TH FlCV.IES COUlCTrC! TOURTH YEAR, NO. 148. TODAY'S NEWS TODAY. TIAKER REITERATES CROSS-EXAMINATION "Tells Senate Committee 791,000 Transport.Ton nage Estimate Probab ly Is Too Low . ' WON'T GIVE NUMBER OF MEN IN FRANCE -After Long Testimony, Com mittee Goes Into Execu tive Session to Hear Confidential In formation (By the Associated Press.) (By the Associated Press.) Washington, Feb. 6. Secretary -Baker came up for cross-examination today before the Senate Mili tary Committee on his picture of the - state of preparedness of the army, "which Congressional critics have at tacked as greatly exaggerated. But the principal points of the wohle controyersary the question of where the army is going to get ships for transport of men to France this year was left open partly, be cause Secretary Baker could not give the exact figures, and because the committee went into discussion as to whether or -not the public should have the facts. The upshot of it was that the ques tion of ships was left to be presented in' detailed exact statements to the -eommitfee at a further meeting to morrow. As the examination,, turned, to the question of supplies for the army, it became apparent from the nature of Secretary B-akers replies that he and President Wilson. 'had. -.been "dis ussing some further forms'. of or- ,v,iov, -X . " j ""y" " """'' who are pressing for the war cabinet bill. . 3Iore Men Sent Than Planned. Washington, Feb. 6. Cross-ex--amination of Secretary Baker on his Tecent statement before the Senate Military Committee was begun at a public meeting of the committee to day. Secretary Baker's cross-examination was started by Senator Weeks, Republican, member of the Military Committee. On January 1,. Secretary Baker said more troops had been transport ed to France, including both non combatant and fighting forces, than had been planned. Secretary Baker and Senator Weeks agreed that it was impropei to disclose the number of troops now in France. senator weeks asked if It were true that the War Department had 791,000 tons of ships available for transporting troops on February 1 Secretary- Baker did not know, but "thought that an under-estimate. Secretary Baker's former state ment that 1,000,000 more men could "be sent to France this year was again discussed. Senator Hitchcock' said that on "November 30 the Shipping Board ad vised him the total available Ameri can tonnage was ,502 ships of 3,721, 806" tons, including tankers a'nd for mer German and Austrian ships. Sec retary Baker said he could not esti mate the number of troops that amount of tonnage would supply. Secretary Baker could not say whether troops would ' be "kept in southern camps next Summer, but stated that if the heat was as exces sive as last summer, this could not very well be done, and transfer probably would be made. American tonnage losses, Secretary Baker said, have been exceedingly light. "The service the navy hag rendered in protecting the army," he :said, "has been unexampled." ' The much discussed editorial in the Metropolitan Magazine, of which Colonel Roosevelt was associate edi tor, attacking the War Department's method of sending troops to France, came up again. "Did the editor have any informa . tion other than an ordinary citizen might have had at that time?" asked ' Senator Weeks. "Oh, no," said Mr. Baker, adding that in August, when the article ap peared, he had been quite certain the Department could do more in train ing troops than had been stated. Examination ot Secretary Baker was discussed while Senators went into executive session to permit Sec retary Baker to give confidential in- formation. While the Senators were discuss :lng whether to continue in public session or go into private session, FORMER CLAIilS ON ci IT7I rxnmir Mnur WORST OF WINTER FOR NEW YORKERS (By the Associated Press.) New -York, Feb. 6w With 150, 000 tons of coal at tidewater ports in New Jersey cut off from New York by ice fields in the harbor,' and scarcely a day's supply or coal ahead, fuel administrators today were alarmed over the sit uation, which they described as the most critical of the winter. fOnly 14,000 tons of anthracite reached the city yesterday, less than enougti to supply hospitals, schools and other similar place. In the poorer sections the suffer ing is declared to be the most acute in years. 1 ADOO TAKES STEP TO Appoints Committee to Have Charge of Relieving Crowded Lines DIVERT SHIPMENTS Traffic Will Be Routed From Busiest Lanes of Commerce . to Those Less Filled, Much Coming to the South (By the Associated Pres.) Washington, Feb. 6. Further J steps looking to diversion of rail road traffic from the most congested eastern gateways were taken today by Director-General McAdoo in the appointment of "a commission to handle the situation. "This committee," sa'd Director- General McAdco's announcement, "is to make a close, etudy of the great tramc routes of the country, in or der to shift traffic from the COngest- prt rniitpe tn tho loaa rnniroaforl Knoa END CONGESTION aau - n - om me congesiea gateway loiiun is I'assea i narumouly ty rmato the - less congested ports for ship ment. Appointment of the committee is n line with the railroad adminis tration's policy of diversion, an ex ample of which was dispatch of bo- ween 50,000 and 100,000 bales of cotton recently to South Atlantic ports for transmission to New York or to European destinations. POUGHKEEPSIE SUFFERS IN HALF MILLION FIRE Steamboat Comimny's Warehouse and Big Grocery Storage Arc Burned in Conflagration (By the Associated Press.) Poughkeepsie, N. Y., Feb. 6. The walls and warehouses of the Hudson Steamboat Company and the J. W. Aiattnews company, wholesale gro cery warehouses on the water front at Newburgh, were destroyed and several other nearby warehouses were damaged today insa fire sup posed to have started from an" over heated furnace in the steamboat warehouse. The damage is estimat ed at $500,000. PARIS PAPER REVEALS SPY PLOTS IN AMERICA (By the Associated Press,) Paris, Feb. 6. The Petit Pari3 ien publishes a letter of instructions to German military agents In the United States dated January 15 1915, and signed "General Head quarters, Dr. Fischer." In the let ter directions are given concerning the destruction of property and the blowine ud of munitions plants in the United States. It says: "Agents to carry on destructive work can be recruited among the workmen's .unions, which have an archistic tendencies." WEATHER FORECAST. For North Carolina: Generally fair and somewhat warmer to night and Thursday with light southwest to west winds. Secretary Baker said that he had per haps been unfortunate in giving his original opinion to the committee rather than being specific on infor mation prepared by experts. Secretary Baker gave the opinion that new legislation would be de sirable to give the President power to coordinate various functions and departments as new conditions arise That purchases would be In the hands of Edward R. Stettlnus was In dicated by the Secretary. "Mr. Stettlnus Is relied upon to do this thing," he said. HENDERSON, N. C.,' WEDNESDAY AFTERNOON, FEBRUARY 6, MEMBER ASSOCIATED PRESS RECENT KING WILL G. B. MEANS GAVE F Illinois, Attorney-General Files Petition Charging False Pretense in Famous Case MRS. KING'S PART" ONLY NOMINAL SUM By New Document, Filed by Means, Recently Ac quitted of Her Murder, She Received Nearly $3,000,000 (By the Associated Press.) Chicago. Feb. 6. In a petition on file today in the probate court. Ed ward Brundage, attorney-general of the State, charges that the will of the late John C. King filed some time ago is a forgery and not the last testament of the millionaire lum berman. March 12 has been fixed as the date for the hearing. After King's death In 1905. a will was niea leaving the widow only a nominal sum. It was understood at the time she had waived all dower rights on receipt of $10,000 before her husband's death. Some yean later a new will purporting to bo the last, was discovered by Gaston Means, secretary to Mrs. Maude A. King, who was tried recently in North Carolina and acquitted of her murder. This later document was filed In the probate court here. By its terms Mrs. King received an es tate the approximate value of which was about $3,000,000. SOLDIER'S MORATORIUM PROVIDED BY CONGRESS I Nearly Same Form it Fanned The House. (By the Associated Press.) Washington. Feb. 6. The sol diers and sailors civil rights bill. providing a moratorium for men In tne military establishment, was unanimously passed today by the Senate virtually in the form it pass ed the House. RED GUARDS DEFEATED BY FINNISH COMMANDER iattle lasted Two Days, and Many Were Killed, and City of Uleaborf? Is Captured (Dy the Associated Fress.) Stockholm, Feb. 6. General Man- nerheim's- forces have defeated the Red Guards and Russians at Ulea- borg and captured the city, which Is the chief military depot of northern Finland. The battle lasted two days and several hundrer were killed. Total Enrollment Now is 934 as Compared With 1200 for the Year Attendance records for the city scSiools for the fourth month ot the present session were announced Wednesday by Superintendent R. G. Ktttrell. The showing Is considered as n remarkably good one In view of the very bad weather conditions that pcrvalled during the greater part of the month. Miss Rosa Cheathams grade In the Central school made the best average, the record being 97 per cent. In thtf high school the ninth grade averaged 95.3, the cightth-A grade having 94 percent. and the eleventh grade 93. The fifth-A grade at the Central school had a record of 93, and the thlrd-A grade at the Central school had S9 per cent. The enrollment at the present time 13 given as 948, divided as follows: high school, 177; Centratl, 404; bCorth Henderson, 156; South Hen derson, 151; Harris, 31; and Worth am school 29. The total enrollment of the session up to the present time was also given, this showing 190 at the high school. 544 at the Cen tral. 184 at North Henderson, 194 at South Henderson, 48 al Harrla school, and 40 at Wortham school, with & total for all of 1200 even. ) DECLARED DRGERY GOOD ATTENDANCE RECORD IN SCHOOL " ,7 LV -r-wv-- SOGCESS OF PLAN Head of Emergency Fleet Corporation Says Great est Need Now Is for Workmen EVERYTHING ELSE IS HERE IN PLENTY Three Shifts Working Every Day for Fifty-Two Weeks Instead of One Shift -i Needed to Beat The ' U-Boat (By the Associated Pre.)' .Washington, Feb. 6. Responsibil ity for the success or failure of Ihe government's shlp-bulldlng program was put on labor today, by Charles Plep. vice-president and general manager of the Emergency Fleet Corporation In an appeal for ship yard workers. "The shipping board bat t nccssary yards, material and tea money, and alyl that U lacking." ht said, "is the spirit In the nation to sCnd the army of men Into tn plants We are now working ontwtO shift a day." "If we are to keep ahead of tfcf'i submarine campaign, he said, "we must run three shifts a day for fifty two weeks in the year." SPECULATION IN COFFEE -ON EXCHANGE FORBIDDEN Food Administrator Hoover Stmts v ift" Trade' In Green Iroduet on ' New York Market. - 'r j . (ny the Associated Fres.) Washington. Feb. 6. Speculation fagrccn coffee otr tho New York Cof fee and Sugar Exchange was ordered discontinued today-by Food Admtnlt trutor Hoover. Tho Food Administration's action was taken after a conference with members of the New York Coffee ana Sugar Exchange in which deal era offered to take the necessary steps to stop speculation. JUDGE BINGHAM HEADS THE SOUTHERN CONGRESS LouUvillo Iawycr to bo Inaugurated President of ComerclI Organl cation February It. (Ry the Associated Fress.) Washington, Feb. 6. Judge Robert W. Ringham. of Louisville, Ky., will be Inaugurated president of the Southern Commercial Con gress here February 11 at a dinner to be tendered In his honor and In honor of Senator Duncan U. Fletch er, of Florida, the retiring president, according to plans made public to day. BAPTISTS MEET TO PLAN ENDOWMENTS Representatives of Two As sociations Arc To Meet Here Thursday Frcachcra and laymen from the Tar River and the Flat T.Wrr Rap- tlst Associations will gato r here Thursday In the First lUpti .. church for a meeting to dlscusj way and menaa of rablng the allotment tor these two associations of the pro posed million dollar endowment fund for the HaptM educational In stitutions of the State. Twenty-five or more are expected to atend. There will be only one fccsiJon. which Is set for 10 o'clock In the morning, and Is to for three hours or more. Dr. R. T. Vann, for mer president of Meredith College at Raleigh, and now general secretary of the Baptist educational work In North Carolina, and C. J. Thompson, of Raleigh, who Is financial secretary of the million dollar endowment campaign, are to bo present and ad dress the meeting. Apportionment ef Che shares of the fnud to be assessed upon the Tar River and Flat River Associations has not been announced but this la expected to be outlined Thursday. Each association Is entitled to a representation of twelve laymen, as well as the pastors from every church. The visitors are to be guest la the homes of local Baptist during their stay in the city. p SHIPBUILDING lEPENDS ON LABOR 1918. 1 1 11 1 n -' -- .in , 47 ARTILLERY FIRING IS CONTINUED ON AMERICAN FRONT r. ' (tly the Associate! Frr,) With tle Amrtieaa Army la Frances Tuesday, Feb. 3 (Ry thm Associated IYtm)-smrrkaa ar tillery kept up a roatlaooa fir on tbe rortny battery throegboal Tuesday and Ihm Grmua re- ponded, with Ihm reml that there m lively tiring oa tbe Am erican sector. At tho tame lime America air craft were bay rrpetllasi attack, ami la making otnena lion ot rr the German liar. TO BREST-LITOVSK Von Kuehlmann and Czer nin Leave German Capi tal to Reopen Parley RUSS - CROSS LINE Berlin Ncwipapcr Says Thrtt Amy Corp on II on a Enter German Ranks Alter Fail, ure to Beat Roumanians (Ry the Associated Frew.) Amsterdam, Feb. C The Ger man and Austrian Foreign Minister Dr. von Kuehlmann and Count Cier nin.. left Rerlln Last night for Rest- Lltovsk to continue the peace ne gotiations, according to a dlipatca from the German capital. Three Russian army corps on the Russo-Roumaalan front, the Lokat Aniclgcr, of Iterttn. says twice at tempted to croaa the rtoaraaaa frontier, bat only small dtucbee its succeeded in griUng tbfooch. It It added that 2.000 RumUcs oa bori-s crossed Into the lin of the Central irowe- FOOD SHORTAGE FACED SAMMIES NOW IN ITALY t'in Contractor IVnrrrd Fo. Whirls Wett So High Mew Couldn't Hay Ihe Frvdncf (Correondenee Aoriatrd Fres,) Amerlraa Aviation Camp. South ern Italy, Jan. 20. The food prob - TEUTONS GO Ml lent recently atatln-d lb dlcrslty ofcbartb at 4 vui d cee..!iac a crll here. When the Called ' church $rtrty b arKs4 tb p States government arranged for the J tJtioai f u. FAlrtrvb f a!! Res training cf At.-nan bre. It wa'U. wfco b r!:-d ra bu foIJw agreed that file lire pr day sboqli be paid for the feeding of each avia tion r.ecr In lb making, a i-jra amply equal to advanced food frier, considering Ihe several hood red of men lo be fed. A contraci to f Ihe men was let to a local rtaoraat proprietor bat be bcam Imbued with the Idea that Americans bate plenty of money and are antloas to spend H. For many erfc, ihe Am ericans, absorbed in their training, accepted the food 'given Ihera. They merely went down In Ihelr on pock et and patronlted the candy store of the city. It reiarant. bot par ticularly Ihe canteen where the Ital ian sol Hern f the camp spent their money for drinks, ardwiehes at4 omelets. Gradual! the price of canteen products roe so blch the Italian sol dier were unable to patronUe II and complained lo Ihelr oncers. The-? latter Investigated jointly with the American ofScer. with the reoil that canteen price were redaced 1 per cent and the contractor la chare of ihe American mens had to beg lo b given m chance bold bU con tractor. ThU happened Jul before Chrtt ma and as thj Americans were b- Inc paid off for the rl time la lhrr month, they persaaded their commander to let then gi lo Rom a?.d Nap!e and gore thensevc. There they engaged la veritable food orele. They bought candy ar.4 nsts and cake by Evepoan4 lo:. retlr- Irg to their rooms to eat after tak ing regular restaurant meals. S-m of the men were reported to have eaten six meals a day. One of the features of Ihe recep tion given at Rome by Ambassador Thomas Nelon Fag and Mrs. Fage at the Flarxo del Prago lo Ihe oung men was a spread of cake and candy weighting dofen several table. Although all pretext at freely from tho tables, Ihelr appetite teemed merely to hav bjrea whlted, for they were Lated foand standing oat in front of candy stores eating more cake and candy. Several started to mas at Su Feter'sbal were nnabU to get any farther than a mlaaraal facing the chu Many a xaaa tkl&ka himself a rnln bacausa be fivts by bU wti.Ua4. ay a report reacbtsg kera. vi i TWO CENTS A COPX REGULAR EDITION SPRING OFFENSIVE B Whole Western Front Ex perience Raiding Oper ation! and Heary Ar tillery pueli ENTENTE CLAIMING THE ODDS THUS FAR Situation in Russia Appears Less Favorable to Bol shevik!, and Church War Against Them Seems Sure fRy tat Associated Fre. Raiding operations aal artillery dot are lacrratlsg ea Ibe westers front as the tlae for tct&a!sg of spring operations aproacbe. Two years ago. after a sccif8l attack at Sottcheg. tb Grtae bga tbtir drive on Verdun with heavy ariHUry erw oa February 21. wMfc. a last jrar tfce Rntia caftarr"! Lra&S. coon oa the Fos;ts ttvzi a Feb ruary T, a4 tb Cenaaas two wks Utea rtlrrd frota the After. tb em t? la tb rrirrat to it llia- dfcborg lit. All o?kUl statretr&u r;rt4 great artillery activity. Tt grt gon have fc--n by arxa4 Ytrr, and bfofe Catifcraf. oa tfce RnUa front, oa tbe rlcbt baak of tt en lb Fresfh frost, aai a ttie Amrrlcaa sector. Tbe Rrttib tave made a trefe! raid aortatt cf Yprr. sa4 Frt.eb tr-ts trocli back prisoner la tbe Arcssse fort. Gerwaa attacks la Cbast;gt have ba tplei ly tf Rritlta and Freceb rv?tfatJy. The sal trtbwett f Toal bav hn cUarv-4 cf a!rf&!; f tba ftar. FoieeK mifmm bat t-rt rffv. Rmih rum a Moaiy drc j;4 tbre to f ib a- rt&!rd for right alr;Ut. wnb it ef oc b!a ra lb u:ua fnat ttatua at4 Rnub !ior bar roogt! dove !Urlr9 cay t ebln-. wt', ihm Cttz bate ar? borabed FaJaa, fa Rtta tk :!tioa a;;ra Ut fvrat! is tt lv:itui. A 1 drr by li !MMii r !Jtg er lo defa4 .e etrtb The cUb btea lie two f rtl: it ail lo be SfCvurbtst. New o;;.sl! a a lb FotetUI b aria song it Trtr ltt!rs KrjJeako. in cctetd of ib ttlb viai i roe?". ! si4 lo bate ba ar retted by FoJib ire-f- la Kiev lb t'krania&s ar r-;ried lo bate g rd Ihe nyrr bs4. After a coafercc wnb the Ger man Fraprwr. the Cermaa &4 A Irian ForHco Wlauter are r -fi ed lo be rtsreig lo Rre-t Urovk. Grmaa tpjr are sujisg tbtt if face t decollated w$lb lb fh ranlan. iJt'.Ie attention will t rH to the Ft.betlll tVaet. rtj Rrnrte.! I W-L Lrx4on. Feb, T"be t'XtUHoti al l!ret-IJiottk bate la brVa off, ihe corrp-or.4 tl at Fetrc-grad of the Ftche Tejefrajb Cossjaay 4S be I lafortsed.. REFOHMATOEY BUILD X.GS IN I2tDLV!A AS.E ETJRNTID All f lA Iri in ttwiif ie tarvti la hfei. l Try t I Hy Ibe A'-xUI'l I r - I Jpf?ero3. I4... I eb. I'ite cf Ibe six bail lite ! tbe it?? ot bulllinrs ccc:pfiug Ibe Itiian i?:ate Rerormatory were ttroje4 ty ttv erly lolay. Tbe III tfisers la eHt ail la dormltor.e were tranu:.-t at ite word. at4 atl xrtb4 lo safety. N'cse tried to l. MA!fY TT.00PS IJUTJRED u v; rnrLAJ.'D coLUSiorr Trwla lliled WHU tUi Caard tV.le to Aatler Crrf lax So4dleT lq tpT Tteta. " Dy the AuocUted Frea.) Loo4oa. F'a. , A great BtaUr of person tr tsjared la a co::iloa by a trala loaded with Red Gaard ax 4 a rovtrsstst trala $zl to la !ttrtpl Red Gesr4i la sortbra Fla FGIN IN FLANDERS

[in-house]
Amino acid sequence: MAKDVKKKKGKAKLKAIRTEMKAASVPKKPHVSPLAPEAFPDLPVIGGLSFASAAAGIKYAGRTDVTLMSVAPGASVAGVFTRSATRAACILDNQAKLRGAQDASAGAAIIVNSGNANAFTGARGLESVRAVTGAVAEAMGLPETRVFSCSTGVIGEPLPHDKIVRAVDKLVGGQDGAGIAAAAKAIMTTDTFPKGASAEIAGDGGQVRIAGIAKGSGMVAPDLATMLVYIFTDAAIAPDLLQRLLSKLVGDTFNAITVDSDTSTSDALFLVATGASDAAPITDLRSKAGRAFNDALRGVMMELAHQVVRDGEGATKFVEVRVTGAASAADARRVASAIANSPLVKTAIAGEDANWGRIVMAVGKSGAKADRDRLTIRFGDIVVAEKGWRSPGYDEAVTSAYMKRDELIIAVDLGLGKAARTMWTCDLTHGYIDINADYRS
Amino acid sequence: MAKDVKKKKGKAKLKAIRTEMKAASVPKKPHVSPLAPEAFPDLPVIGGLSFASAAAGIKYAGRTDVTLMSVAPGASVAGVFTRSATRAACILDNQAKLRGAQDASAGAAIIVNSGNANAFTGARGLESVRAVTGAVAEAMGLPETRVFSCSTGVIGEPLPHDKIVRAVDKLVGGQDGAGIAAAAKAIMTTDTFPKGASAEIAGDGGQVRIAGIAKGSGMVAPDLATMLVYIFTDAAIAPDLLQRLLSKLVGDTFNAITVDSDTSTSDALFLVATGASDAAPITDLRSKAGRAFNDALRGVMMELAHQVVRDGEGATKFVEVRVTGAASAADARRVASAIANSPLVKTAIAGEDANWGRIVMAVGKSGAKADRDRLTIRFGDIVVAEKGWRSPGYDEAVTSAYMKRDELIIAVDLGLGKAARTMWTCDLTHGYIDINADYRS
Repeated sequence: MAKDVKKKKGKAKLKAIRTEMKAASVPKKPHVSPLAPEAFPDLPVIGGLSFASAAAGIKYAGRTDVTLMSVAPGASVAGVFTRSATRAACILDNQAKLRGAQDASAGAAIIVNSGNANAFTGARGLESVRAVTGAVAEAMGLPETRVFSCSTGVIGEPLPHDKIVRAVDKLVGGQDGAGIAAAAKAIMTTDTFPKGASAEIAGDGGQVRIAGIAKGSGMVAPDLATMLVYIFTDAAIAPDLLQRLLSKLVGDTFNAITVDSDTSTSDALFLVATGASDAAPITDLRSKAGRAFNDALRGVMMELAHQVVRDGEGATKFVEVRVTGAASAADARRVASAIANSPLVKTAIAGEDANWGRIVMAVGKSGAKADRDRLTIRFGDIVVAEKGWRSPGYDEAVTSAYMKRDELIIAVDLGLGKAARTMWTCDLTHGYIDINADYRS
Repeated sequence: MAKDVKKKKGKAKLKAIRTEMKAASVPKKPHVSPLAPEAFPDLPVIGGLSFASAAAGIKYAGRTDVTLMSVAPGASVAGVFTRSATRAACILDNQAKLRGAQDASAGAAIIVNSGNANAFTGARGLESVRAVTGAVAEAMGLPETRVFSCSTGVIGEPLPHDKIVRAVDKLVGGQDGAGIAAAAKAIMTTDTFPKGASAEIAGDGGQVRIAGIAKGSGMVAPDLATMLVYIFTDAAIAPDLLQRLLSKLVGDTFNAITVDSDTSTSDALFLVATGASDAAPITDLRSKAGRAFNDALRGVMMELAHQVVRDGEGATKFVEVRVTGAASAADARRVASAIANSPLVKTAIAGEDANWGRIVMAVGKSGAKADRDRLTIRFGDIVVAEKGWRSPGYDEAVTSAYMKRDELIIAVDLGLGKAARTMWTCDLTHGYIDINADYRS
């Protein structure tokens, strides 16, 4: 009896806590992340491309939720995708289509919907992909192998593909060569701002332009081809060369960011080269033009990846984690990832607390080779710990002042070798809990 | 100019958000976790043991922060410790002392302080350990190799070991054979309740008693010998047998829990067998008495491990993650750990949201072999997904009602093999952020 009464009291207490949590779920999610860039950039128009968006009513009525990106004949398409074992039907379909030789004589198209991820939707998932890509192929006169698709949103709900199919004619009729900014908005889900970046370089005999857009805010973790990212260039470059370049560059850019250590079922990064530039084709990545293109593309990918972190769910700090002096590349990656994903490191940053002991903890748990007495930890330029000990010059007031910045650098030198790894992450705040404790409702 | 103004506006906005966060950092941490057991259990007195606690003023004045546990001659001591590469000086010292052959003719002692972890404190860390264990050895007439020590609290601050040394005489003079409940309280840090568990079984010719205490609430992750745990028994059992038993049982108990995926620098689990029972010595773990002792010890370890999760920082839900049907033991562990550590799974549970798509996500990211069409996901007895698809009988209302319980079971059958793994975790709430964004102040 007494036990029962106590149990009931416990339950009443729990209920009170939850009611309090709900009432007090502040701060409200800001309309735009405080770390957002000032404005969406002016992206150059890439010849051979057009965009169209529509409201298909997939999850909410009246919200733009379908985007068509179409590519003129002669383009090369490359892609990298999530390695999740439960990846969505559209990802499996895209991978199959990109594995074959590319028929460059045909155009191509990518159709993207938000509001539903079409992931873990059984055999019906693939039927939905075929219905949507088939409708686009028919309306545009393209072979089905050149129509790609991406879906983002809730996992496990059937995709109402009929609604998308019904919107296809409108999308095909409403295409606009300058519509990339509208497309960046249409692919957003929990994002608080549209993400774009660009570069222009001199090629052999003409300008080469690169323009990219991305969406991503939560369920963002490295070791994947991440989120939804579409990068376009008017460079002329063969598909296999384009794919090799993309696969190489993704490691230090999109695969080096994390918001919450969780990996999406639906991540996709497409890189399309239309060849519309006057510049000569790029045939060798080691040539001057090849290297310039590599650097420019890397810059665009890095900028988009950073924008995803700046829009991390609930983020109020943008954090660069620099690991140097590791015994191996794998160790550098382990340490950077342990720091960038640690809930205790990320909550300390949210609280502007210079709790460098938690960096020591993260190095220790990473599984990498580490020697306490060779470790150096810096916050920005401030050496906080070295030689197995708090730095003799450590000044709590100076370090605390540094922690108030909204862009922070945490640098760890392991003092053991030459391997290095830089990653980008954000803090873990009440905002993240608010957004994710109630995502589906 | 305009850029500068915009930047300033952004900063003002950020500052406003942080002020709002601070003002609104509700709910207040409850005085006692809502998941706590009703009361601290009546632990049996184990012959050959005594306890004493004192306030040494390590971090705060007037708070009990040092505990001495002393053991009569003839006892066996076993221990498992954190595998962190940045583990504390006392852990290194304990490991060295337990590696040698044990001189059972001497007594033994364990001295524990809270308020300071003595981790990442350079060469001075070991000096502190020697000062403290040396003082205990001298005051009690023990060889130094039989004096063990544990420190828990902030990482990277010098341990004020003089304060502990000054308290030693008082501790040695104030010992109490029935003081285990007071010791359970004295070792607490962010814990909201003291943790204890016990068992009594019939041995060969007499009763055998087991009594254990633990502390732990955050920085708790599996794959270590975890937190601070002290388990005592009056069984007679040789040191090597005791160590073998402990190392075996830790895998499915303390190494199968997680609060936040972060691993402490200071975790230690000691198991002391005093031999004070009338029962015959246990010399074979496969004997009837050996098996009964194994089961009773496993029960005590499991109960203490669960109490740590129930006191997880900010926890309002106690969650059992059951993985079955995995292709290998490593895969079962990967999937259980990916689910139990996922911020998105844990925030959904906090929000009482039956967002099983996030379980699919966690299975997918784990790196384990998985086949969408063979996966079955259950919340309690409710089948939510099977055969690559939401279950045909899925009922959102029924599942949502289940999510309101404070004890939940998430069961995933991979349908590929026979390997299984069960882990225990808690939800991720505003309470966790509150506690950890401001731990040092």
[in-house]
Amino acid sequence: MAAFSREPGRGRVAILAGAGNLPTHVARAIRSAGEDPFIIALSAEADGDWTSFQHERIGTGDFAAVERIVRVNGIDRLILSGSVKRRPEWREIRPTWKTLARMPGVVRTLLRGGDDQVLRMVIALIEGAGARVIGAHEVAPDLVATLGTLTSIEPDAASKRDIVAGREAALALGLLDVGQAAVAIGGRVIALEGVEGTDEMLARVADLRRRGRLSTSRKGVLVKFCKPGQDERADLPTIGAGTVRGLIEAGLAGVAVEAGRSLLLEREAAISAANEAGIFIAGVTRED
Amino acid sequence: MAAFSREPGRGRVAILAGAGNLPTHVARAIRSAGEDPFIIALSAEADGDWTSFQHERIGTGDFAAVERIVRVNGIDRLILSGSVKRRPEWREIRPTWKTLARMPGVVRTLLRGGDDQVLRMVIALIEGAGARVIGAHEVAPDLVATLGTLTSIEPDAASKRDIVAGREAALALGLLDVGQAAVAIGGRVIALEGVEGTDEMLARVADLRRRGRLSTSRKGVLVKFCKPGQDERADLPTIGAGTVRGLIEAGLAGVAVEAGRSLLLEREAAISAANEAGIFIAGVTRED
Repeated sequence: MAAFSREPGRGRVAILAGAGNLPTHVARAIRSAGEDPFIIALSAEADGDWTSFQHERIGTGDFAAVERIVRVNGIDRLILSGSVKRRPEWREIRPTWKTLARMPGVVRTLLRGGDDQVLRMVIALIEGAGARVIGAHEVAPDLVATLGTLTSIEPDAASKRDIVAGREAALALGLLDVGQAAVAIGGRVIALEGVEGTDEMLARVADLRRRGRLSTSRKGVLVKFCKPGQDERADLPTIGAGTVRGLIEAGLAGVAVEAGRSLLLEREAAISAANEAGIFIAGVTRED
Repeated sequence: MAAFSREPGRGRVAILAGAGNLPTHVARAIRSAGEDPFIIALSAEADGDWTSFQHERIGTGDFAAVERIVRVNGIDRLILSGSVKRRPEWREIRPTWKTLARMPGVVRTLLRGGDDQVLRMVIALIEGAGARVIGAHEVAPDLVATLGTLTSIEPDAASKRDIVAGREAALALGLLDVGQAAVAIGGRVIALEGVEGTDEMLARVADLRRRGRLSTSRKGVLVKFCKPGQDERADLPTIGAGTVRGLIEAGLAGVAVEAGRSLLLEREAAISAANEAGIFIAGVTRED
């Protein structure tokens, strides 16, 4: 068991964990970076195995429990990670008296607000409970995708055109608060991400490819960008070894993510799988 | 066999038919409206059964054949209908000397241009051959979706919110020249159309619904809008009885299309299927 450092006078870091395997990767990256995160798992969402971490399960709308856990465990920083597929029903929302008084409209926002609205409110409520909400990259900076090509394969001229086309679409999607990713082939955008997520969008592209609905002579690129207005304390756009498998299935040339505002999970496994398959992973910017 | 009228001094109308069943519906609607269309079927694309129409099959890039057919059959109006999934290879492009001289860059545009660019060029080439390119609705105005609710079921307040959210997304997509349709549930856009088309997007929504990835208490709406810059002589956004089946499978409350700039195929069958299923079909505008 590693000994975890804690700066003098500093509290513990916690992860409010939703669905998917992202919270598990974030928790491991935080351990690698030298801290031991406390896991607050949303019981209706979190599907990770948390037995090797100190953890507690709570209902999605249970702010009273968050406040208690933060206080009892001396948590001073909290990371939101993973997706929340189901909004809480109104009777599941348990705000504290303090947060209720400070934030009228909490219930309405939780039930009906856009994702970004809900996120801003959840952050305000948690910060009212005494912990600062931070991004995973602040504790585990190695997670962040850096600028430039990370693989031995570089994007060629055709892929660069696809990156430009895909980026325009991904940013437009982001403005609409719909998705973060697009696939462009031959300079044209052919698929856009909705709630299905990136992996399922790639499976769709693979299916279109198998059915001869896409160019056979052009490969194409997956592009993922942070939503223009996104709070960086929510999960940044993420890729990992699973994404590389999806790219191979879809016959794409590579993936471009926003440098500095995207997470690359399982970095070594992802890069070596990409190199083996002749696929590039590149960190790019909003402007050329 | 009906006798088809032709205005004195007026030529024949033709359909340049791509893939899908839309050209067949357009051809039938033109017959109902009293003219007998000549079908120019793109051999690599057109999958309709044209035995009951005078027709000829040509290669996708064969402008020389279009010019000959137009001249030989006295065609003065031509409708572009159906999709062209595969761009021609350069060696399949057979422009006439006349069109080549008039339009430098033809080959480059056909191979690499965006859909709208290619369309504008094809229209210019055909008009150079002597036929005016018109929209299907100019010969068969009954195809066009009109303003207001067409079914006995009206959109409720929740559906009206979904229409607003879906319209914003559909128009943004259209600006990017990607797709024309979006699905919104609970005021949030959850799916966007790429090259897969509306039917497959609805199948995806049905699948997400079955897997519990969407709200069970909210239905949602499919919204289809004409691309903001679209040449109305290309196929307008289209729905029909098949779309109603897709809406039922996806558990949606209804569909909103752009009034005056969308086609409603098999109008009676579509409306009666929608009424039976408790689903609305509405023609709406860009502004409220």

Page Text

This is the computer-generated OCR text representation of this newspaper page. It may be empty, if no text could be automatically recognized. This data is also available in Plain Text and XML formats.

Return to page view